When Meredith Stannard, 66, retired from her job earlier this year, her soon-to-be-former coworkers couldn't wait to see the tiny house she and her partner Elyse Zandonella, 69, had decided to downsize into. "Everybody was curious," she says. "I started doing these happy hours where I'd have one or two people over at a time. There's a lot of buzz with people wondering if they could do this too."
Last November, the couple moved from a 1,300-square-foot home in west Seattle to a 613-square-foot cottage in the backyard of a house owned by their daughter Drew, 33, and son-in-law Jacob, 37, in the city's Ballard neighborhood. Their mini-house now stands where a dilapidated detached garage, formerly envisioned as a possible writing studio for Drew, once stood.
"When I told friends, their reaction was either, 'That's so wonderful, wish I could do that with my family,' or 'Oh my god, you're crazy, I could never do that with my parents,'" says Drew. "You know whether or not it would work for you and your family."
When planning for retirement, Elyse and Meredith agreed they needed to eliminate their mortgage to live comfortably and travel as they pleased. They spend the summer months at their home in Cape Cod, Massachusetts each year, and the idea of living in a detached accessory dwelling unit (DADU) on their daughter's property first came up three years ago when Drew and Jacob were buying a house.
The "" or "" trend—homes with bite-sized floor plans built in a family member's backyard, often equipped with features to make aging in place easier—is quickly gaining speed among Baby Boomers, especially in super-competitive housing markets like Seattle where their adult children are likely to live.
When Drew and Jacob found the 1910 Craftsman they now call home, they initially thought the property was too small to add an additional unit. Then, a couple of years ago, they floated the idea of scrapping the home's circa-1960s garage and putting a new-construction cottage in its place. The decision crystallized over the course of numerous discussions between each couple and among the group as a whole. "Drew's an only child and we're very close, very direct with one other, but we wanted to make sure Jacob was absolutely on board," Meredith explains. "We made sure that they were sure before we even ed the architect."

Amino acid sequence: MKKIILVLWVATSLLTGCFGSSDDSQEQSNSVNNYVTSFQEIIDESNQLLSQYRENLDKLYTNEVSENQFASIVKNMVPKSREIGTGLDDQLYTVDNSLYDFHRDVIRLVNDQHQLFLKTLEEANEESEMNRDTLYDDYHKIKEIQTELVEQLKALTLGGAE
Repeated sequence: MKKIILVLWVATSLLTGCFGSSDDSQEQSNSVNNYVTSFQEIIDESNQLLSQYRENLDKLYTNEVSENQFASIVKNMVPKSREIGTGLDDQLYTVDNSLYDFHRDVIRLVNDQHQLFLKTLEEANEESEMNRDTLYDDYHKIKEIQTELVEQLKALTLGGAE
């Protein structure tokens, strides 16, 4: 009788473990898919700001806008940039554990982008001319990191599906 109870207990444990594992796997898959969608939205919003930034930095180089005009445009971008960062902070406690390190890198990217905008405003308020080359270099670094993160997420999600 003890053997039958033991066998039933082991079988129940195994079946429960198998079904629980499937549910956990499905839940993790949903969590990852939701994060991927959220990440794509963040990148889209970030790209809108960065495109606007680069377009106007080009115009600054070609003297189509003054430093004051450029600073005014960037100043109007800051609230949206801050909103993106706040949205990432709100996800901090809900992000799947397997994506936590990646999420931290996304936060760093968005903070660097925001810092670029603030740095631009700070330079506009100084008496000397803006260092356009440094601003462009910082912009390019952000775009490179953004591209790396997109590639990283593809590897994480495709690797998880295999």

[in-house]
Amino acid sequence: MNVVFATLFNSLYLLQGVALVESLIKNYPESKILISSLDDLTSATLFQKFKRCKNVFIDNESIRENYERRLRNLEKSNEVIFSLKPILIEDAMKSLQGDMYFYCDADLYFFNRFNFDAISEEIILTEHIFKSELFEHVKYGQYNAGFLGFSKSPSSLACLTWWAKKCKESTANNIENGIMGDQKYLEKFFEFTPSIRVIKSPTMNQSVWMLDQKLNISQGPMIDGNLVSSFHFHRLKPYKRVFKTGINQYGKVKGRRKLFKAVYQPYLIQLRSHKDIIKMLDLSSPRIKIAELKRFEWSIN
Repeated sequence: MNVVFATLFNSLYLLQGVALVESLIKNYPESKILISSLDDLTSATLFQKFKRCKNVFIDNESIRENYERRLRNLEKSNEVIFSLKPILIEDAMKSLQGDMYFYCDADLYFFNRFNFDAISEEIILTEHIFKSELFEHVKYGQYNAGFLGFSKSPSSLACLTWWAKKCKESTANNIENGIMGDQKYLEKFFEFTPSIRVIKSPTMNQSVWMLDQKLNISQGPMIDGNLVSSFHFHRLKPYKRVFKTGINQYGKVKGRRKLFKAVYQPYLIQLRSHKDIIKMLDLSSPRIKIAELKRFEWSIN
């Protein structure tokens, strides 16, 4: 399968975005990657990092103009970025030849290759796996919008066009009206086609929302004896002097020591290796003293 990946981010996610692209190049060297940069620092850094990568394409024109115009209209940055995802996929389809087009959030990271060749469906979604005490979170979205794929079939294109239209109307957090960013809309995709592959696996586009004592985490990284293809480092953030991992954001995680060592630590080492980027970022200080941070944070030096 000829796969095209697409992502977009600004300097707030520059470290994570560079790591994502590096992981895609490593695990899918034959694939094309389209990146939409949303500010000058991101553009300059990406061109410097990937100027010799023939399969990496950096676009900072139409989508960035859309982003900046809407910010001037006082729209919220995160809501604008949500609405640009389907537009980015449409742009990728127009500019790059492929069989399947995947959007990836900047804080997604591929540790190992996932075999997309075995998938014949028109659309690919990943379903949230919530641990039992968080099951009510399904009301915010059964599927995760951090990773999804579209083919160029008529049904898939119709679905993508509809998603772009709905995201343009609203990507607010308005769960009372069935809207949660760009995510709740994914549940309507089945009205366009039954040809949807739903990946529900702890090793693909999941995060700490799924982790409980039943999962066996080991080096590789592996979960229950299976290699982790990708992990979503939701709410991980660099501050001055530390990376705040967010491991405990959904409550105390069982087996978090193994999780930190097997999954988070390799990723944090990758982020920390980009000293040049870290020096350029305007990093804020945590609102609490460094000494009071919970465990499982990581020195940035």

Once the decision was made, they turned to Bruce Parker, architect and owner of , after hearing him give a talk on aging in place at the local community center. Parker specializes in granny pods — he estimates detached units for senior family members make up roughly 10 percent of his business — and is accustomed to incorporating features like no-threshold showers, grab bars, and hospital-style bathrooms with tiled walls and floors. (Elyse and Meredith didn't need any of that, thankfully; they're both in excellent shape and plan to stay that way. "We know 90 year olds who climb stairs," quips Meredith.)
Because Drew and Jacob's home represents a particular style, they wanted the two buildings to look like they were "in conversation with each other," says Drew. They found their contractor after posting a message on , a location-based social network for communities; two different neighbors commented that they'd had a positive experience with .
From May 2016 until that November, Drew and Jacob's backyard was a construction site, complete with a Porta Potty. Drew checked on the progress every day, while Elyse and Meredith became fast friends with their contractor Joe, who followed Bruce's designs as closely as possible while also incorporating little extras like a recessed bench for the kitchen's breakfast nook and additional shelving for Meredith's cookbooks. The result is a two-story cottage even traditional homeowners would covet ("I wish we could trade," Drew admits) with one upstairs bedroom, two bathrooms (one on each floor), a kitchen equipped with a 24-inch-wide refrigerator and stove, and furniture made for such spaces by and .
Of course, the extreme downsizing process has forced Elyse and Meredith to rethink their most treasured possessions. They sold their west Seattle home in just a few days, shortly before the deadline to move into the Ballard cottage, and immediately experienced something akin to buyer's remorse, albeit brief. "We brought 40 boxes ahead of the moving company and when we put them in living room it was like what were we thinking?" she recalls. "You get rid of a lot of stuff you thought you never would," says Elyse.
One of the most appealing parts of living on a multi-generational family compound is the chance to relish grandparenthood. Drew and Jacob are expecting their first child in May, and Drew says it'll be great to have her parents nearby when the time comes. "That intergenerational connection is important," she says.
"I see lots of Baby Boomers pushing strollers in this neighborhood," says Meredith, commenting on the contrast between Ballard's main demographic, young couples and families. "They probably have to commute to push the stroller and we won't have to!"